Sunday, February 10, 2008

Metroid Prime 3 is Done!

Finally, I have completed Metroid Prime 3: Corruption. Unfortunately, the progress estimate on my savegame was misleading; despite my earlier estimate of 40 hours, my first clear was 18:24, with a respectable 88% collection rate. Certainly not what I'd call a speedrun, but not as long as I expected. Still, that beats Halo by a fair margin I think; while a good game, I'm still disappointed at the short complete time.

I have to stand by my earlier assessment. This is a great Metroid game! It keeps all the core elements that make Metroid great (yes, even two Ridley fights!), built into a FPS designed for the Wiimote and nunchuck. Add to that a huge environment, lots of power-ups and arguably one of the longst Metroid games to date.

One technical flaw I observed though, is that room transitions can lag pretty badly. If you're backtracking through a sequence of cleared rooms, it can take upwards of 15 seconds for a door to open. It gets very annoying after awhile.

Two things bother me about this game, and both are nerfs.

1. Metroids.
The game is named after these creatures - round hovering jellyfish-like creatures that fly at you and can drain your energy. They were truly fearsome in the original. Twice your size, and ticking off nearly 10 energy per second (which, when you only have 5 energy tanks, is pretty extreme) until if you're very lucky, you shake it off. Your only hope is to freeze it and hit it with five missiles, terminating the fearsome creature. Every encounter is a brush with doom.

So, needless to say, walking into a research lab with small metroids in glass statis chambers along the wall, I was naturally nervous. Doubly so when I flip off the power, the lights go dim, and you hear the crash of the Metroids escaping. To the backdrop of spooky music, I go creeping back through the facility, dreading my first encounter with what would surely be an express train to my last save point.

Instead, I find something like this.

The Metroids are wussy. Beyond wussy. They spend more time thinking, building power, and hovering than sucking your lifeforce, and in case your ineptness got the best of you, and you find this Metroid on you.... ... ... .... .... .... .... .... ... ... ... ... oops it drained one point of energy [note: not exaggeration - literally, one point of your 600-1600 pts every five seconds or so]. Boo hoo, maybe in an hour or two, you might have to bother to shake it off.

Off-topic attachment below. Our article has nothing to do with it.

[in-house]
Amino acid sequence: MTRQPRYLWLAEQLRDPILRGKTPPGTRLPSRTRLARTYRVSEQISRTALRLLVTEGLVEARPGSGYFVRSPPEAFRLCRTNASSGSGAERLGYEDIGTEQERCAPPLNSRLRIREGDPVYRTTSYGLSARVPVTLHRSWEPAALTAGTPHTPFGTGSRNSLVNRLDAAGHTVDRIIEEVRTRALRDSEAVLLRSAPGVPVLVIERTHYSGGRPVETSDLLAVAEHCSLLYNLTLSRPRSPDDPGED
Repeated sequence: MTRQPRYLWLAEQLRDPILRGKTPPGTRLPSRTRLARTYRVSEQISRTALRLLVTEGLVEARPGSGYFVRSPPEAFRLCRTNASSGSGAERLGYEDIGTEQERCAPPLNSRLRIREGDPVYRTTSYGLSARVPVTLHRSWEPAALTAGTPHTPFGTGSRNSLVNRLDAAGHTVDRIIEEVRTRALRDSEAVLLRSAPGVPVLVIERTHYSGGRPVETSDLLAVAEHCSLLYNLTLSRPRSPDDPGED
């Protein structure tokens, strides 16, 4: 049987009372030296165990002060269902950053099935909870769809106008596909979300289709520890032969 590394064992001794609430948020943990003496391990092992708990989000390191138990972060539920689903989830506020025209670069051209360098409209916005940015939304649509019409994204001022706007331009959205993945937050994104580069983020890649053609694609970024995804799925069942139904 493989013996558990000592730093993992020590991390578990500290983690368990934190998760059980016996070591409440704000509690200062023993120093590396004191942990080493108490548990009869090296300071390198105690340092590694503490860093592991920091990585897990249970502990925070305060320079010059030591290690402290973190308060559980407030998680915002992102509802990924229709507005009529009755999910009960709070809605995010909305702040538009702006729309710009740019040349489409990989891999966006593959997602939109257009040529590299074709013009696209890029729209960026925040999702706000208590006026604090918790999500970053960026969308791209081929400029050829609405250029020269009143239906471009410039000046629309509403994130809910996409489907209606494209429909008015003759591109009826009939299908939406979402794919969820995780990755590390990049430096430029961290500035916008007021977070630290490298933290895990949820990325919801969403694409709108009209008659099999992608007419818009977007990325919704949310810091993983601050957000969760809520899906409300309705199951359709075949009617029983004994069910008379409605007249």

This has been a trend in the Prime series that has really annoyed me. They've butchered Metroids, and it makes me sad.

2. Missiles
In the original NES game, missiles were the easy way out. When your firepower just wasn't enough, you unleashed these explosive goodies, and beat through anything that moved. In Super Metroid, they had "Super Missiles", thus making your original missiles less desirable, but still worthwhile in that they could be fired very quickly.

This latest game goes to great extent to put around 50 missile expansions for you to find. A shame that missiles don't do jack. Their damage doesn't even really compare to a regular beam shot, and unlike other Metroid games, fire slowly, and travel even slower. You don't even really use them except where the game says you have to.

But, I still like it.

Yea, it's a good game. I'll probably play again. My clear unlocked "Hypermode" (the difficulty above hard) - and given the rather yawnfest difficulty of normal, I think this might add a much-needed level of difficulty to the game.

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